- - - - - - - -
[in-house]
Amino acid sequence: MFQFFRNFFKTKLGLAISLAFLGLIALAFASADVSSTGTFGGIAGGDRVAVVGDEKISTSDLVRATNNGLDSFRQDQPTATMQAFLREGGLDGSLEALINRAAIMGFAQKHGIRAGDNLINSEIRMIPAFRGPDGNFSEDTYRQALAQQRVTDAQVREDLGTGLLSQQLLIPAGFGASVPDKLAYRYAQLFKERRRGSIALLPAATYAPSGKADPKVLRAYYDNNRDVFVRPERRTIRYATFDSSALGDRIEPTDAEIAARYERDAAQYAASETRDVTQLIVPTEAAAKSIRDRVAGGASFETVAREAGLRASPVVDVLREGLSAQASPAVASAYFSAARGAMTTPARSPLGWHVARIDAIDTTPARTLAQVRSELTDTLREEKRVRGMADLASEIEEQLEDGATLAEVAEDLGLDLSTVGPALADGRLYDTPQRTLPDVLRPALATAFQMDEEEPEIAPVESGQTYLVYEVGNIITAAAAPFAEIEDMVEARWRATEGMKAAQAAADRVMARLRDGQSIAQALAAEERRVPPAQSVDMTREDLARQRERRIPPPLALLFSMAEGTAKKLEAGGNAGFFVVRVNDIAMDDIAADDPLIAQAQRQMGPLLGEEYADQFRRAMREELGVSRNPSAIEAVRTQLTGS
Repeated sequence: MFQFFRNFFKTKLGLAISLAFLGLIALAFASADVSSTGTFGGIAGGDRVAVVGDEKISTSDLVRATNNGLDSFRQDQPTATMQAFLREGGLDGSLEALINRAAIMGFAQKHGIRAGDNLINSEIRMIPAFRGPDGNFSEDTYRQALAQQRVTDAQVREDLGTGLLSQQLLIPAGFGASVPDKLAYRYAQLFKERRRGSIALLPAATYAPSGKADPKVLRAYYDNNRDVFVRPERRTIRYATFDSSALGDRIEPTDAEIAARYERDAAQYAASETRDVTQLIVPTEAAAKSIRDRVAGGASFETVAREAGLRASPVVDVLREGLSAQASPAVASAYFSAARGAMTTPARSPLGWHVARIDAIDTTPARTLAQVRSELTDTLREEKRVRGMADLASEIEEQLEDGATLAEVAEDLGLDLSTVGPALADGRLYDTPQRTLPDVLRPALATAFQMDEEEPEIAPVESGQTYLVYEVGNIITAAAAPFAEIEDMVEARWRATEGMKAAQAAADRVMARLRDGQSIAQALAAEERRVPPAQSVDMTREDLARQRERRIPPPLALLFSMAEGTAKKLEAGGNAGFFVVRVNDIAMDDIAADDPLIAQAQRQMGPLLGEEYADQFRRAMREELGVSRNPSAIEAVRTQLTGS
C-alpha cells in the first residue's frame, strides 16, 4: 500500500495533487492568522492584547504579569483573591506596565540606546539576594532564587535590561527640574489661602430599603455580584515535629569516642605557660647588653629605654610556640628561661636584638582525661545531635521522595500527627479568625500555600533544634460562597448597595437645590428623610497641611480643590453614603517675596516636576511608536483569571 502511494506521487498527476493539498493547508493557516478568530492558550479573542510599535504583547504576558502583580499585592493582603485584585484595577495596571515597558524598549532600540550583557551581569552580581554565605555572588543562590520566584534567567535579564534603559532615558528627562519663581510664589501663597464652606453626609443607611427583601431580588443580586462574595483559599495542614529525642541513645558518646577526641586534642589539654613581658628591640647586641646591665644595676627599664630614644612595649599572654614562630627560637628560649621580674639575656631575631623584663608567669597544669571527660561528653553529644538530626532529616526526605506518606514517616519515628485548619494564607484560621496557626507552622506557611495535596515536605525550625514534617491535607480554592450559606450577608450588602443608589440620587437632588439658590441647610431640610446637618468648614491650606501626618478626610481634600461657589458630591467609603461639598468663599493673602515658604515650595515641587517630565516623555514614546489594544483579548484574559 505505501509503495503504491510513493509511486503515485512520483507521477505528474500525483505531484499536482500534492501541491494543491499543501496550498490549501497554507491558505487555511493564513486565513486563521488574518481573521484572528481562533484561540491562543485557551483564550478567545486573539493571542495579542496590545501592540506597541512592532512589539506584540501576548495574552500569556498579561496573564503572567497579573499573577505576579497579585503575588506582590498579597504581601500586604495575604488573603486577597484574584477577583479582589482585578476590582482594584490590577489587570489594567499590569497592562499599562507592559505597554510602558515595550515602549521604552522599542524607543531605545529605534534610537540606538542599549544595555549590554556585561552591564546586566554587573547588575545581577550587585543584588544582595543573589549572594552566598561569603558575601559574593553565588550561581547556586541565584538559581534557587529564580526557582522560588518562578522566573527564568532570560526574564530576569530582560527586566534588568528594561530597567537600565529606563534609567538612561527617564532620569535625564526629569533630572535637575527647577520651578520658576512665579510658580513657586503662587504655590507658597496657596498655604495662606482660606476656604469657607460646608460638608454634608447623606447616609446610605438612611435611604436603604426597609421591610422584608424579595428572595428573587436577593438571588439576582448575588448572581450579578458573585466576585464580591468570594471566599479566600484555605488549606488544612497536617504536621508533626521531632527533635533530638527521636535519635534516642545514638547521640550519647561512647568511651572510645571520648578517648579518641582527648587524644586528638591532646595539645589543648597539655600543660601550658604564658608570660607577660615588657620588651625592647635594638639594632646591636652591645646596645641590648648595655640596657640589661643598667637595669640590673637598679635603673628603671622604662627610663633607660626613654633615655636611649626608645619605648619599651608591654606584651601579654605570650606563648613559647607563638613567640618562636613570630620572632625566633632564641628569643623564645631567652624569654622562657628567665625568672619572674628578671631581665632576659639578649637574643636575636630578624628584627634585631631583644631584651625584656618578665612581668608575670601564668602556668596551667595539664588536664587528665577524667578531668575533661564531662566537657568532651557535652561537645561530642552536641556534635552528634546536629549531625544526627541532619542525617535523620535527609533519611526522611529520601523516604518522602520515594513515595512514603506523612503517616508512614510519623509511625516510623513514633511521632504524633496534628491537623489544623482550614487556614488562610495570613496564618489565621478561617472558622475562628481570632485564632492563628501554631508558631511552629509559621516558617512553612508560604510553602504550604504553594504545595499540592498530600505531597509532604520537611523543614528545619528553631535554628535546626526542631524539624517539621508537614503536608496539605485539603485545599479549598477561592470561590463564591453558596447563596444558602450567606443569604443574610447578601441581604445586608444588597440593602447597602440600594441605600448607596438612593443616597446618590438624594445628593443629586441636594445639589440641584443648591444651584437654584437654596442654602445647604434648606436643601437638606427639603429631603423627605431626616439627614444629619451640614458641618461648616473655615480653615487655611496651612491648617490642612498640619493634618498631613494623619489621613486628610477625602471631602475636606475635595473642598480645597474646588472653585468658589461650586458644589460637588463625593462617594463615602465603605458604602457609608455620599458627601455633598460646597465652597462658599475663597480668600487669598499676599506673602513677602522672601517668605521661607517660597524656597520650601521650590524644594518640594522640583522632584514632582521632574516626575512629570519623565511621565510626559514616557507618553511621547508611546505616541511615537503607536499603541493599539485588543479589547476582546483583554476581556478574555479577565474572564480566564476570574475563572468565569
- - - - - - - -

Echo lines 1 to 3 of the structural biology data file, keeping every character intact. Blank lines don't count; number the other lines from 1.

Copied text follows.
[in-house]
Amino acid sequence: MFQFFRNFFKTKLGLAISLAFLGLIALAFASADVSSTGTFGGIAGGDRVAVVGDEKISTSDLVRATNNGLDSFRQDQPTATMQAFLREGGLDGSLEALINRAAIMGFAQKHGIRAGDNLINSEIRMIPAFRGPDGNFSEDTYRQALAQQRVTDAQVREDLGTGLLSQQLLIPAGFGASVPDKLAYRYAQLFKERRRGSIALLPAATYAPSGKADPKVLRAYYDNNRDVFVRPERRTIRYATFDSSALGDRIEPTDAEIAARYERDAAQYAASETRDVTQLIVPTEAAAKSIRDRVAGGASFETVAREAGLRASPVVDVLREGLSAQASPAVASAYFSAARGAMTTPARSPLGWHVARIDAIDTTPARTLAQVRSELTDTLREEKRVRGMADLASEIEEQLEDGATLAEVAEDLGLDLSTVGPALADGRLYDTPQRTLPDVLRPALATAFQMDEEEPEIAPVESGQTYLVYEVGNIITAAAAPFAEIEDMVEARWRATEGMKAAQAAADRVMARLRDGQSIAQALAAEERRVPPAQSVDMTREDLARQRERRIPPPLALLFSMAEGTAKKLEAGGNAGFFVVRVNDIAMDDIAADDPLIAQAQRQMGPLLGEEYADQFRRAMREELGVSRNPSAIEAVRTQLTGS
Repeated sequence: MFQFFRNFFKTKLGLAISLAFLGLIALAFASADVSSTGTFGGIAGGDRVAVVGDEKISTSDLVRATNNGLDSFRQDQPTATMQAFLREGGLDGSLEALINRAAIMGFAQKHGIRAGDNLINSEIRMIPAFRGPDGNFSEDTYRQALAQQRVTDAQVREDLGTGLLSQQLLIPAGFGASVPDKLAYRYAQLFKERRRGSIALLPAATYAPSGKADPKVLRAYYDNNRDVFVRPERRTIRYATFDSSALGDRIEPTDAEIAARYERDAAQYAASETRDVTQLIVPTEAAAKSIRDRVAGGASFETVAREAGLRASPVVDVLREGLSAQASPAVASAYFSAARGAMTTPARSPLGWHVARIDAIDTTPARTLAQVRSELTDTLREEKRVRGMADLASEIEEQLEDGATLAEVAEDLGLDLSTVGPALADGRLYDTPQRTLPDVLRPALATAFQMDEEEPEIAPVESGQTYLVYEVGNIITAAAAPFAEIEDMVEARWRATEGMKAAQAAADRVMARLRDGQSIAQALAAEERRVPPAQSVDMTREDLARQRERRIPPPLALLFSMAEGTAKKLEAGGNAGFFVVRVNDIAMDDIAADDPLIAQAQRQMGPLLGEEYADQFRRAMREELGVSRNPSAIEAVRTQLTGS